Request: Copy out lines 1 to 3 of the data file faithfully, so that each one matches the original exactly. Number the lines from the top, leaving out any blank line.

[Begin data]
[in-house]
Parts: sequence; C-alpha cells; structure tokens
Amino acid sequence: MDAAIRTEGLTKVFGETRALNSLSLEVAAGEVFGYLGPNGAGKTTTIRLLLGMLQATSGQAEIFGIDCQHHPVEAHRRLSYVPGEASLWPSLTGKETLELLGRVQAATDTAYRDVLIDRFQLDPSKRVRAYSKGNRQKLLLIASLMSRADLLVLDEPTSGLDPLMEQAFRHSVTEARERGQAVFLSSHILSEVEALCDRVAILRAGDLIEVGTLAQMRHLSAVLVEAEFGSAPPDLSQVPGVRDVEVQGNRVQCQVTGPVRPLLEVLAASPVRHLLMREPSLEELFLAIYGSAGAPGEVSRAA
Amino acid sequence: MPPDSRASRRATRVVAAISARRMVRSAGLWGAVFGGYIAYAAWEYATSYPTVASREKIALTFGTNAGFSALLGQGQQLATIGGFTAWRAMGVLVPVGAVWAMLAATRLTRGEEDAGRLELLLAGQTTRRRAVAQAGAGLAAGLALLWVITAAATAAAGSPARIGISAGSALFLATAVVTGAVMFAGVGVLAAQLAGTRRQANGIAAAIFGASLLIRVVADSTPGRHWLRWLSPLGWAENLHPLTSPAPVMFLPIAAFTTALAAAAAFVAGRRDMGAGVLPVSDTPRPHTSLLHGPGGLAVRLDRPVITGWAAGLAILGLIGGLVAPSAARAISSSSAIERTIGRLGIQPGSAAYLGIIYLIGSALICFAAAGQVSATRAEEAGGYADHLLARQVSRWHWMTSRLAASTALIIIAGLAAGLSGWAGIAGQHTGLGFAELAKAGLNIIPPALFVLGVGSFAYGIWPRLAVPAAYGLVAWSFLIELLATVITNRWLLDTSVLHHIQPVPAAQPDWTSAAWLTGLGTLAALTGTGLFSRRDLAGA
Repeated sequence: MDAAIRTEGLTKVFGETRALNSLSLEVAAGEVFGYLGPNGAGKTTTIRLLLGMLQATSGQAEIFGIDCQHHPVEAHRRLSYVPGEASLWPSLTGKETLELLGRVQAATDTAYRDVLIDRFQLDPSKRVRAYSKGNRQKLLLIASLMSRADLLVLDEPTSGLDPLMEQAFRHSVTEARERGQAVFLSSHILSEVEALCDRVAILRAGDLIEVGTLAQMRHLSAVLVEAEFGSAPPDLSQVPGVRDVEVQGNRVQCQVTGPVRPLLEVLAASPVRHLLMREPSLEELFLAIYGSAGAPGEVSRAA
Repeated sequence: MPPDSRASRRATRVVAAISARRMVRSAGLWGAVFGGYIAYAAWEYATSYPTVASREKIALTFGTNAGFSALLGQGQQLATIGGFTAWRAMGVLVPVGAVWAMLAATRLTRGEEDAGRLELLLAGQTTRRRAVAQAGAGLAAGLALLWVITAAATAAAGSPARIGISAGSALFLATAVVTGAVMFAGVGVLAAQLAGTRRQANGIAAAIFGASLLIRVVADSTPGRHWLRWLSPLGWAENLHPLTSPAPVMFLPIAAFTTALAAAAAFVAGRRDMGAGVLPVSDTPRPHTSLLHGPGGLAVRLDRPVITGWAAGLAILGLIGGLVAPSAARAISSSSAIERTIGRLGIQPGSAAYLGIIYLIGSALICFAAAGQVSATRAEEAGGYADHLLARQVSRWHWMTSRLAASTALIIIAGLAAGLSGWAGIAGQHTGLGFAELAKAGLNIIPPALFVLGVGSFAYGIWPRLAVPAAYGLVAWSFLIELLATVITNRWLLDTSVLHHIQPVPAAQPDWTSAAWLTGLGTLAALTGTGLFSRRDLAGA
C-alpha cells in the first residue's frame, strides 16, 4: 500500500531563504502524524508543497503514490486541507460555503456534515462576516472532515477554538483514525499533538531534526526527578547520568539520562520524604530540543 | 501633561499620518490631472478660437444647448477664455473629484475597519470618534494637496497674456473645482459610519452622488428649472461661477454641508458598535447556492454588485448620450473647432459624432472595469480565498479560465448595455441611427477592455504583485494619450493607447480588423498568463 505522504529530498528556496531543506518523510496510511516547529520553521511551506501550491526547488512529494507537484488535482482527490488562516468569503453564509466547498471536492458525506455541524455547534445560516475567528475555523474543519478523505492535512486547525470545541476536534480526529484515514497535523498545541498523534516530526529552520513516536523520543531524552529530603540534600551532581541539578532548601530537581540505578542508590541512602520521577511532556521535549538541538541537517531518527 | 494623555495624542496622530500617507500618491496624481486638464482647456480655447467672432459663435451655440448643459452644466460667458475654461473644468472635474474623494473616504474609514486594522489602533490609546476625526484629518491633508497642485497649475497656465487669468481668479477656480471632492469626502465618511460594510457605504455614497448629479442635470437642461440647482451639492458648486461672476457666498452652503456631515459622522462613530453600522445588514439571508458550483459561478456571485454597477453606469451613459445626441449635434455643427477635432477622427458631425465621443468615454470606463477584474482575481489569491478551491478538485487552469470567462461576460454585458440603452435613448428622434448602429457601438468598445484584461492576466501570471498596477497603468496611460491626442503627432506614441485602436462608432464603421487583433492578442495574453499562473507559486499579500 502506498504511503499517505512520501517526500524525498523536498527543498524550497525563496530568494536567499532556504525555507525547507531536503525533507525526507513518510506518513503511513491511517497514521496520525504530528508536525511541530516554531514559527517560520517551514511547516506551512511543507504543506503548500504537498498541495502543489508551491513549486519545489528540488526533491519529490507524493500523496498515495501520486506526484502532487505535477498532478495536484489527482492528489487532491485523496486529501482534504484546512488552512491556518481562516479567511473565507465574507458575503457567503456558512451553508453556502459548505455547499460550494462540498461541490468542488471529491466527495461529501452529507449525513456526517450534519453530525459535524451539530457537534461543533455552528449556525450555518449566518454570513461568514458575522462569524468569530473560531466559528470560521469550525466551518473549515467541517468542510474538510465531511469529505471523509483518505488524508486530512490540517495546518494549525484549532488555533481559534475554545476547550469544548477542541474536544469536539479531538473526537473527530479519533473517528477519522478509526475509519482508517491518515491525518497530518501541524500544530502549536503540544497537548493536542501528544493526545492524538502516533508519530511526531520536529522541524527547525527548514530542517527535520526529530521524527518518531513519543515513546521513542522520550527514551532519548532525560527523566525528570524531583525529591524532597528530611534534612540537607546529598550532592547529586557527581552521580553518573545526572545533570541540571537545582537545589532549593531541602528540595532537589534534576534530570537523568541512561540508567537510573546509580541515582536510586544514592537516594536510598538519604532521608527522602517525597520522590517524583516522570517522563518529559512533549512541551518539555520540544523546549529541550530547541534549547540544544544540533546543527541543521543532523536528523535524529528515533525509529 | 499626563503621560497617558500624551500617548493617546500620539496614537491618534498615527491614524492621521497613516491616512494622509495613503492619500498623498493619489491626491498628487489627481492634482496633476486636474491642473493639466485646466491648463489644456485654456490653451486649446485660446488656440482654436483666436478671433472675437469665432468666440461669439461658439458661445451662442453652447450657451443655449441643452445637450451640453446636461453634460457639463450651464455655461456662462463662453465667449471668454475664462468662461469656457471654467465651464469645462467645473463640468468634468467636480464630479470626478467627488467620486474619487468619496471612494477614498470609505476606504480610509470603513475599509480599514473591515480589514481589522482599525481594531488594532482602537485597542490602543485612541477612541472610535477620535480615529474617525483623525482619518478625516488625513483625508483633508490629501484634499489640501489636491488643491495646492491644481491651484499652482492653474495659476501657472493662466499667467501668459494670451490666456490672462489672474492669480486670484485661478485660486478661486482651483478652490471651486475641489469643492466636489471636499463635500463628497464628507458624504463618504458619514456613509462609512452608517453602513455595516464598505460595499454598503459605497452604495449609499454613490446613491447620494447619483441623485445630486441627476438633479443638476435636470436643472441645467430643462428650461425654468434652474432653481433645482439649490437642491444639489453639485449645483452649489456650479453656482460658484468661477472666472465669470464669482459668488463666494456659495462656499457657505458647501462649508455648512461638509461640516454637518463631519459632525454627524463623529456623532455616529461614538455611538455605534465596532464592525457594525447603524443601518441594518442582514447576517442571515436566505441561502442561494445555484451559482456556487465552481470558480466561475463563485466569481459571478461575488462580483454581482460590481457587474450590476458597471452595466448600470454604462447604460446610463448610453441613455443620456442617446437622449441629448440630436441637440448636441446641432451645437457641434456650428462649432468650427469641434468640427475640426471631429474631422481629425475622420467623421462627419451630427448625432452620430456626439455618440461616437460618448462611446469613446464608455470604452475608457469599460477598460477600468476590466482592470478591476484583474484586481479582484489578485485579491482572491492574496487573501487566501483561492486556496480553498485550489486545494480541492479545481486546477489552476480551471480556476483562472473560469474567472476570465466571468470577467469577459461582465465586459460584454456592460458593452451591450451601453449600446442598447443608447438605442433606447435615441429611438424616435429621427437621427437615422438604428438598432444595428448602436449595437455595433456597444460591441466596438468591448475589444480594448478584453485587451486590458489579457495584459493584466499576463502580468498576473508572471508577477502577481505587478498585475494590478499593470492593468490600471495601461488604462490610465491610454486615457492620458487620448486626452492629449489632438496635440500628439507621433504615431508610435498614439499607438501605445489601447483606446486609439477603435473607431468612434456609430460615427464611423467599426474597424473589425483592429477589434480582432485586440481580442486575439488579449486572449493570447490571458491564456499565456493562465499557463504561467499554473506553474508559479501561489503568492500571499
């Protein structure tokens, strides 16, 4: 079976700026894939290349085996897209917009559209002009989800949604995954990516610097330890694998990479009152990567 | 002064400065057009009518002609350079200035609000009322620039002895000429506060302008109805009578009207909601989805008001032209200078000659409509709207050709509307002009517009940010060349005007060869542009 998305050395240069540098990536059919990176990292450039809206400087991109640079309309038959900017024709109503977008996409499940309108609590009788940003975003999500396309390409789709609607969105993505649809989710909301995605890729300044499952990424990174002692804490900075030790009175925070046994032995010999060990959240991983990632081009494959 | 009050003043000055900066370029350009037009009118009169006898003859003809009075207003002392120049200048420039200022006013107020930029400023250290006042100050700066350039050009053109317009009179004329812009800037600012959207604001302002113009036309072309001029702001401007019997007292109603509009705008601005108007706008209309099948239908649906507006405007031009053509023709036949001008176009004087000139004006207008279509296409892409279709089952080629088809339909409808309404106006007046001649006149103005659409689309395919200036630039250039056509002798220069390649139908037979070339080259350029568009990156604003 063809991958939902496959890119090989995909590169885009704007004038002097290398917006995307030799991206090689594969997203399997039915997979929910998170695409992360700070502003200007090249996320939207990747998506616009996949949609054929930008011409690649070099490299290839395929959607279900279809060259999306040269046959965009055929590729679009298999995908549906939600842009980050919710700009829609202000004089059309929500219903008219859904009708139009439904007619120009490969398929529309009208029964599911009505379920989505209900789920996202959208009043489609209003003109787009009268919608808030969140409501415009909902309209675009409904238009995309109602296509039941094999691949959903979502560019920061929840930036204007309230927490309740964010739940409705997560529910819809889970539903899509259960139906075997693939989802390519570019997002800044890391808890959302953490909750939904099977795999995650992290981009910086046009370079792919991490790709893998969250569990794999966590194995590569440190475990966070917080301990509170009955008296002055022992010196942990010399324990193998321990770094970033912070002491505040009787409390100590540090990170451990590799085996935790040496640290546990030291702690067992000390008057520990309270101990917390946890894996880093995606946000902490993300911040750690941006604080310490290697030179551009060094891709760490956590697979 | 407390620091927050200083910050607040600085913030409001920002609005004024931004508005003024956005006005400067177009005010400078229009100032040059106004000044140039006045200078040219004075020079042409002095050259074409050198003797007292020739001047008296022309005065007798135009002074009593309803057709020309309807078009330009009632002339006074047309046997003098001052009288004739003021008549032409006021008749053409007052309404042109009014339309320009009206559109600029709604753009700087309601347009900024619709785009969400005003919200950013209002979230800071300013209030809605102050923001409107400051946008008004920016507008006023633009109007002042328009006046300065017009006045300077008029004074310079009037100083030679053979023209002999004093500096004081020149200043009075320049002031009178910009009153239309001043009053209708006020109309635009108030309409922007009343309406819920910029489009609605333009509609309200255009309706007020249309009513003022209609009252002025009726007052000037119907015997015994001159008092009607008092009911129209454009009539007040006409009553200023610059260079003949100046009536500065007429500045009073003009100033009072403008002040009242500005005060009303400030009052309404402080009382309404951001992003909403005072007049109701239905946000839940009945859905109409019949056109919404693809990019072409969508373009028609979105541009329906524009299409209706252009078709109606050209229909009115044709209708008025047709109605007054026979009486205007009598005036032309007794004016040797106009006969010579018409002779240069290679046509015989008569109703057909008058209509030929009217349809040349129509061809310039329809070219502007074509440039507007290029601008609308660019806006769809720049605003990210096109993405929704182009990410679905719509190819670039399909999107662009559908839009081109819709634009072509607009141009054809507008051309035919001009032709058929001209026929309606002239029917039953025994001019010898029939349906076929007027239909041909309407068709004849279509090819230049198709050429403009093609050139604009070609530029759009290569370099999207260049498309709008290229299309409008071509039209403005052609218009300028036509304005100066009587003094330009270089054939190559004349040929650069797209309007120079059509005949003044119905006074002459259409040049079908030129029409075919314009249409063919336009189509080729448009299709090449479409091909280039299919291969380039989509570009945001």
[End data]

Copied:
[in-house]
Parts: sequence; C-alpha cells; structure tokens
Amino acid sequence: MDAAIRTEGLTKVFGETRALNSLSLEVAAGEVFGYLGPNGAGKTTTIRLLLGMLQATSGQAEIFGIDCQHHPVEAHRRLSYVPGEASLWPSLTGKETLELLGRVQAATDTAYRDVLIDRFQLDPSKRVRAYSKGNRQKLLLIASLMSRADLLVLDEPTSGLDPLMEQAFRHSVTEARERGQAVFLSSHILSEVEALCDRVAILRAGDLIEVGTLAQMRHLSAVLVEAEFGSAPPDLSQVPGVRDVEVQGNRVQCQVTGPVRPLLEVLAASPVRHLLMREPSLEELFLAIYGSAGAPGEVSRAA